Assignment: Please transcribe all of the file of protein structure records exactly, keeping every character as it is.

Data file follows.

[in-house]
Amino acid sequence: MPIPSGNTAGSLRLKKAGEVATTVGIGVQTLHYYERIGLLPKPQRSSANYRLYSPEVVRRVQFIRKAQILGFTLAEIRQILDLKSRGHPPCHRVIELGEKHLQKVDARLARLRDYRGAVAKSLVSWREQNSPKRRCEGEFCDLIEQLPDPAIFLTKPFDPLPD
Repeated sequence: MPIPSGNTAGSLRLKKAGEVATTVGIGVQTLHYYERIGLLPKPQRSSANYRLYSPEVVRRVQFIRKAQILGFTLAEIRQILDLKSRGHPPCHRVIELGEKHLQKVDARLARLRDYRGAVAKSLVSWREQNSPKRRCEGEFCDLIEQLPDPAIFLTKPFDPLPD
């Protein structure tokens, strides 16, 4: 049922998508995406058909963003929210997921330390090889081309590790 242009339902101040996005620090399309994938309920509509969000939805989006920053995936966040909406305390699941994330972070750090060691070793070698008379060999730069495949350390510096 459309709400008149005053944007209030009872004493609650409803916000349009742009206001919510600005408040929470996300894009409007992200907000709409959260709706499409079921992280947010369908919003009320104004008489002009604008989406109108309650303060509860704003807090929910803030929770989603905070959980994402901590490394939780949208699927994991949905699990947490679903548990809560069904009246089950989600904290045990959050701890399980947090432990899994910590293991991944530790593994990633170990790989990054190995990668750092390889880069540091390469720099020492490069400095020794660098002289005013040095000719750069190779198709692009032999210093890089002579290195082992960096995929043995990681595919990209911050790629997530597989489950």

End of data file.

[in-house]
Amino acid sequence: MPIPSGNTAGSLRLKKAGEVATTVGIGVQTLHYYERIGLLPKPQRSSANYRLYSPEVVRRVQFIRKAQILGFTLAEIRQILDLKSRGHPPCHRVIELGEKHLQKVDARLARLRDYRGAVAKSLVSWREQNSPKRRCEGEFCDLIEQLPDPAIFLTKPFDPLPD
Repeated sequence: MPIPSGNTAGSLRLKKAGEVATTVGIGVQTLHYYERIGLLPKPQRSSANYRLYSPEVVRRVQFIRKAQILGFTLAEIRQILDLKSRGHPPCHRVIELGEKHLQKVDARLARLRDYRGAVAKSLVSWREQNSPKRRCEGEFCDLIEQLPDPAIFLTKPFDPLPD
């Protein structure tokens, strides 16, 4: 049922998508995406058909963003929210997921330390090889081309590790 242009339902101040996005620090399309994938309920509509969000939805989006920053995936966040909406305390699941994330972070750090060691070793070698008379060999730069495949350390510096 459309709400008149005053944007209030009872004493609650409803916000349009742009206001919510600005408040929470996300894009409007992200907000709409959260709706499409079921992280947010369908919003009320104004008489002009604008989406109108309650303060509860704003807090929910803030929770989603905070959980994402901590490394939780949208699927994991949905699990947490679903548990809560069904009246089950989600904290045990959050701890399980947090432990899994910590293991991944530790593994990633170990790989990054190995990668750092390889880069540091390469720099020492490069400095020794660098002289005013040095000719750069190779198709692009032999210093890089002579290195082992960096995929043995990681595919990209911050790629997530597989489950």